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Dir[directory_path].empty? returns false all the time. The behavior is the same whether or not I run irb as root:

$ ll
total 12
drwxrwxrwx 2 ndefontenay ndefontenay 4096 Aug 12 12:11 ./
drwxrwxrwx 4 ndefontenay ndefontenay 4096 Aug  5 11:45 ../
-rw-rw-r-- 1 ndefontenay ndefontenay    8 Aug 12 12:11 test

$ irb
> Dir["/opt/purge_entitlement/in"].empty?
 => false 
> exit

$ sudo irb
> Dir["/opt/purge_entitlement/in"].empty?
=> false

If someone could shed some light on this problem, it would be pretty helpful.

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2 Answers 2

Dir[].empty? returns false all the time

It should,because it always contains the parent directory (..), and the directory itself (.),that you didn't take care of.

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1  
oooh. Thanks. I thought it was smarter than that :p –  ndefontenay Aug 12 '13 at 19:19
    
It's pretty dumb to have a function "empty?" that is not truly telling you if it's empty, from a human point of view. What is that function good for at this point? Does everyone write their own definition of "empty?" all the time? –  ndefontenay Aug 12 '13 at 19:27
    
@ndefontenay you can do also this way Dir["/opt/purge_entitlement/in"][2..-1].empty? –  Arup Rakshit Aug 12 '13 at 19:31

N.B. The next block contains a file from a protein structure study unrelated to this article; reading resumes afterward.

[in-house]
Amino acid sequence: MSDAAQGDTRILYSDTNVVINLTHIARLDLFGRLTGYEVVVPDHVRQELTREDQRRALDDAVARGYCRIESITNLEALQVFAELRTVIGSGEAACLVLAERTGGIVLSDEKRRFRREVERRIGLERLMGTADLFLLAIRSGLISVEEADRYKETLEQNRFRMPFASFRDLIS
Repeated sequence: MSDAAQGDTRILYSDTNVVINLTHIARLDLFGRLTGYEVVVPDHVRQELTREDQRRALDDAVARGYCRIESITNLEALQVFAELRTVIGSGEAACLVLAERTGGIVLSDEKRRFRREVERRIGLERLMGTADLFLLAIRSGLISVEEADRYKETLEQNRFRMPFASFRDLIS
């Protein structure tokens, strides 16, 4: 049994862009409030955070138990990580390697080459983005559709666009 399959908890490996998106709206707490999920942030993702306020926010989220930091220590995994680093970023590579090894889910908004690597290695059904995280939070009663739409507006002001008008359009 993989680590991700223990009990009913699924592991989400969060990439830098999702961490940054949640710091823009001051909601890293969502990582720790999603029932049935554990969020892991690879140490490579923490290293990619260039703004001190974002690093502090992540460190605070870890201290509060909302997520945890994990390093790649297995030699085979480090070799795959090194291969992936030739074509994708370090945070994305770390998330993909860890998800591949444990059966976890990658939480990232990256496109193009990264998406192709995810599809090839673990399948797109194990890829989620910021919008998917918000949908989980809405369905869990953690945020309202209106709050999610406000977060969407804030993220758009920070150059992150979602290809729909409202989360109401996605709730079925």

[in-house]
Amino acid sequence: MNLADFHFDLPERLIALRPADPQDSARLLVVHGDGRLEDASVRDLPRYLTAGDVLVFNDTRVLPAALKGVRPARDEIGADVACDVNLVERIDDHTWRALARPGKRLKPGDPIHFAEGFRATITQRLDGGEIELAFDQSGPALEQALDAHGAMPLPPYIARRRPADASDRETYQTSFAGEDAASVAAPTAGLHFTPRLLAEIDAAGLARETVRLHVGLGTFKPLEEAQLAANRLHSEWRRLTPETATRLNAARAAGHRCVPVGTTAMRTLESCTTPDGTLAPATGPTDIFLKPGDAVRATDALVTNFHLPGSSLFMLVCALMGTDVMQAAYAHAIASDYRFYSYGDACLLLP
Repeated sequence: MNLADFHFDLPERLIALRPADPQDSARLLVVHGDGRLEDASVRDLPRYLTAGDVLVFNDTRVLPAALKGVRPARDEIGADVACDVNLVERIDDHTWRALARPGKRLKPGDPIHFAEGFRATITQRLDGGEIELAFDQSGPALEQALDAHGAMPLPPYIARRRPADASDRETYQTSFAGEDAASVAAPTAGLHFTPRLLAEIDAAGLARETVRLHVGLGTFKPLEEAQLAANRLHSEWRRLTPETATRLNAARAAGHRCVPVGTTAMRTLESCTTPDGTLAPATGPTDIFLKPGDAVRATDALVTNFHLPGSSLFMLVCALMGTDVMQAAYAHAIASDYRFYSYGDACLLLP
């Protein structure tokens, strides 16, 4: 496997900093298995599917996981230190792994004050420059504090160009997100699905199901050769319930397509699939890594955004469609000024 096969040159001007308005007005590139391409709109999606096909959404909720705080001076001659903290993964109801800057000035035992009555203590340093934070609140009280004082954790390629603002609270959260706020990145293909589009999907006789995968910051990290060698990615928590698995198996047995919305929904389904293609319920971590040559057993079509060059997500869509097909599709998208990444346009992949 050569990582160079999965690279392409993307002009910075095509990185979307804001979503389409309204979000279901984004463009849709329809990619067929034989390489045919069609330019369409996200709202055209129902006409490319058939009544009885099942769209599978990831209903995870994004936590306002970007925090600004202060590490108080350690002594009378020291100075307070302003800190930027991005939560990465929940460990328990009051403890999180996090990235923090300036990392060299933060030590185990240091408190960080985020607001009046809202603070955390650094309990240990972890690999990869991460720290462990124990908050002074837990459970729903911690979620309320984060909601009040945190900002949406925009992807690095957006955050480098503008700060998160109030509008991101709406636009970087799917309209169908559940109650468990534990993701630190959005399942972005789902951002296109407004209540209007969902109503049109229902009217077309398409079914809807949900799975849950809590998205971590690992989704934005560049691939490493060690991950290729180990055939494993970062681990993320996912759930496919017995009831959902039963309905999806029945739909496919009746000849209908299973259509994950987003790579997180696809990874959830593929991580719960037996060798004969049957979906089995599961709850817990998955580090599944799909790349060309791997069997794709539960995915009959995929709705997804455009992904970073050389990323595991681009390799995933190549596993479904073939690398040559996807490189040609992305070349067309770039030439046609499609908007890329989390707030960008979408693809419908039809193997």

1  
Actually the answer above works :) The key to understand this empty? function is that it does not test the directory but rather a list of files in the directory. providing a path looking like this: "myfolder/is/here/*" is key for a successful use of Dir[].empty? We are not really testing the directory but rather if we can detect a list of files WITHIN the directory. –  ndefontenay Aug 12 '13 at 19:33

This is not an answer to your question, but to avoid the problem of getting . and .. in the list, use Dir.glob instead of Dir.[]. You will probably get true for this:

Dir.glob("/opt/purge_entitlement/in/*").empty?
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Ah ok. So you provide a regex looking for files which will then avoid . and .. That makes more sense! –  ndefontenay Aug 12 '13 at 19:29
    
No, it's not a regex though it uses wildcard. –  sawa Aug 12 '13 at 19:33
1  
actually it's regex. The wildcard is just a very simple regex expression. It's not always the case but for Dir[], it is: Dir[/opt/purge_entitlement/in].empty? SyntaxError: (irb):2: unknown regexp options - prg –  ndefontenay Aug 12 '13 at 19:36
3  
The error was raised at the parsing level. You haven't even got to see the level whether Dir.glob can take a regex. You are confusing the slash for directory delimiters and the slash for regex literal. –  sawa Aug 12 '13 at 19:40
1  
Got you. Thanks for your help and the discussion. –  ndefontenay Aug 12 '13 at 19:46

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